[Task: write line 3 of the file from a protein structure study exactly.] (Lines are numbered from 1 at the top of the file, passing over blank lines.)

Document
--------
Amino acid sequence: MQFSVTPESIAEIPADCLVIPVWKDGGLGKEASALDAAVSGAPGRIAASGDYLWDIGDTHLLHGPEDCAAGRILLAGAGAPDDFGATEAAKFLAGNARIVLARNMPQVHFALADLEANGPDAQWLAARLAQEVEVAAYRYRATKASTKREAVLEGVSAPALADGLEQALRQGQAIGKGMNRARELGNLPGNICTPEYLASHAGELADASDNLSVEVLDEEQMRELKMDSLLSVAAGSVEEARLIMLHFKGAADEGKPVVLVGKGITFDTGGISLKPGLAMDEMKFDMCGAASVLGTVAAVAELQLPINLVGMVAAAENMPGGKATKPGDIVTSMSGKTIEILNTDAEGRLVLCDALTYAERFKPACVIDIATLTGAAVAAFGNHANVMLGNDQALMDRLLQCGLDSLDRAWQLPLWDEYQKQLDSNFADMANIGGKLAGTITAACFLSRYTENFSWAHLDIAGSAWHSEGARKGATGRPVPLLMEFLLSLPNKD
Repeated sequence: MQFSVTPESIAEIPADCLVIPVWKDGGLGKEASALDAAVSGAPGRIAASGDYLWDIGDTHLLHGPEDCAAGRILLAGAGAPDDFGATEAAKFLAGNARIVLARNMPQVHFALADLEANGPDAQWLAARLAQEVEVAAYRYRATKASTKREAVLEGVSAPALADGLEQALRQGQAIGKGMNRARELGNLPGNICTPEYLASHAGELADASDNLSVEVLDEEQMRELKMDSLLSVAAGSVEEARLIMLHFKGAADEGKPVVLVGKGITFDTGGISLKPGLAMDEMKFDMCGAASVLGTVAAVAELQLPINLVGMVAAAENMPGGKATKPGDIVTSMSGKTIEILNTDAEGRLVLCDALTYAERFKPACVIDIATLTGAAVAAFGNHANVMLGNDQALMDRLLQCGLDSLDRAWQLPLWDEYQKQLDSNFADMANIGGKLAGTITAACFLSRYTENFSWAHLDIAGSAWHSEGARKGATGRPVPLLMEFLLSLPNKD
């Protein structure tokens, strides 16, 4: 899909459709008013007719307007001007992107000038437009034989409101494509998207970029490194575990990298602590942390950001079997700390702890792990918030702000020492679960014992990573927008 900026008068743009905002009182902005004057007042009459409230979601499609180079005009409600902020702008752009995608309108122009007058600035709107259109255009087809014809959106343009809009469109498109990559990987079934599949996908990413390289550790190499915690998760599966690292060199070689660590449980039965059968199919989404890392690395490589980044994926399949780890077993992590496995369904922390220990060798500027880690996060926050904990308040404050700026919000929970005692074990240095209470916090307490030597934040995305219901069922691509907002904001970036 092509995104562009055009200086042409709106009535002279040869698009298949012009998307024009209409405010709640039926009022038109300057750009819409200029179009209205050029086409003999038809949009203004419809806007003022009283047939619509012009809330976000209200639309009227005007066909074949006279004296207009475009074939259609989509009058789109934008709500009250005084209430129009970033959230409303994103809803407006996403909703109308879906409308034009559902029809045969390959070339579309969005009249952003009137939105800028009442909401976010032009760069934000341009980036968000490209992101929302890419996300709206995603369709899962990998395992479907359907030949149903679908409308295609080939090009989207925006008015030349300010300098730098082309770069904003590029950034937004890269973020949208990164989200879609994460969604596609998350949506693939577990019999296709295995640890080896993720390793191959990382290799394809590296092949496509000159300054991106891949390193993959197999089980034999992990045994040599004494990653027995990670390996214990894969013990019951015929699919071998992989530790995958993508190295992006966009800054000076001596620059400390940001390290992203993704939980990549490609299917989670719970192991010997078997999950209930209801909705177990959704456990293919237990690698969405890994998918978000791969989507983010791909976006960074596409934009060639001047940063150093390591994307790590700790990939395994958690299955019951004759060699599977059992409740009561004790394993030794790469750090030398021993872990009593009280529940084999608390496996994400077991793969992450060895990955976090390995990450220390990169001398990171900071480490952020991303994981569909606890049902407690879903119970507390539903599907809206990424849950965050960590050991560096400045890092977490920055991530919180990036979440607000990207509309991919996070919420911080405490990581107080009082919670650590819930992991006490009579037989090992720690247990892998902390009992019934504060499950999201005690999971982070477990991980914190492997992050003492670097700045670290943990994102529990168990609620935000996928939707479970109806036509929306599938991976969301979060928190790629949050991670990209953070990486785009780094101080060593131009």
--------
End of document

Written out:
């Protein structure tokens, strides 16, 4: 899909459709008013007719307007001007992107000038437009034989409101494509998207970029490194575990990298602590942390950001079997700390702890792990918030702000020492679960014992990573927008 900026008068743009905002009182902005004057007042009459409230979601499609180079005009409600902020702008752009995608309108122009007058600035709107259109255009087809014809959106343009809009469109498109990559990987079934599949996908990413390289550790190499915690998760599966690292060199070689660590449980039965059968199919989404890392690395490589980044994926399949780890077993992590496995369904922390220990060798500027880690996060926050904990308040404050700026919000929970005692074990240095209470916090307490030597934040995305219901069922691509907002904001970036 092509995104562009055009200086042409709106009535002279040869698009298949012009998307024009209409405010709640039926009022038109300057750009819409200029179009209205050029086409003999038809949009203004419809806007003022009283047939619509012009809330976000209200639309009227005007066909074949006279004296207009475009074939259609989509009058789109934008709500009250005084209430129009970033959230409303994103809803407006996403909703109308879906409308034009559902029809045969390959070339579309969005009249952003009137939105800028009442909401976010032009760069934000341009980036968000490209992101929302890419996300709206995603369709899962990998395992479907359907030949149903679908409308295609080939090009989207925006008015030349300010300098730098082309770069904003590029950034937004890269973020949208990164989200879609994460969604596609998350949506693939577990019999296709295995640890080896993720390793191959990382290799394809590296092949496509000159300054991106891949390193993959197999089980034999992990045994040599004494990653027995990670390996214990894969013990019951015929699919071998992989530790995958993508190295992006966009800054000076001596620059400390940001390290992203993704939980990549490609299917989670719970192991010997078997999950209930209801909705177990959704456990293919237990690698969405890994998918978000791969989507983010791909976006960074596409934009060639001047940063150093390591994307790590700790990939395994958690299955019951004759060699599977059992409740009561004790394993030794790469750090030398021993872990009593009280529940084999608390496996994400077991793969992450060895990955976090390995990450220390990169001398990171900071480490952020991303994981569909606890049902407690879903119970507390539903599907809206990424849950965050960590050991560096400045890092977490920055991530919180990036979440607000990207509309991919996070919420911080405490990581107080009082919670650590819930992991006490009579037989090992720690247990892998902390009992019934504060499950999201005690999971982070477990991980914190492997992050003492670097700045670290943990994102529990168990609620935000996928939707479970109806036509929306599938991976969301979060928190790629949050991670990209953070990486785009780094101080060593131009």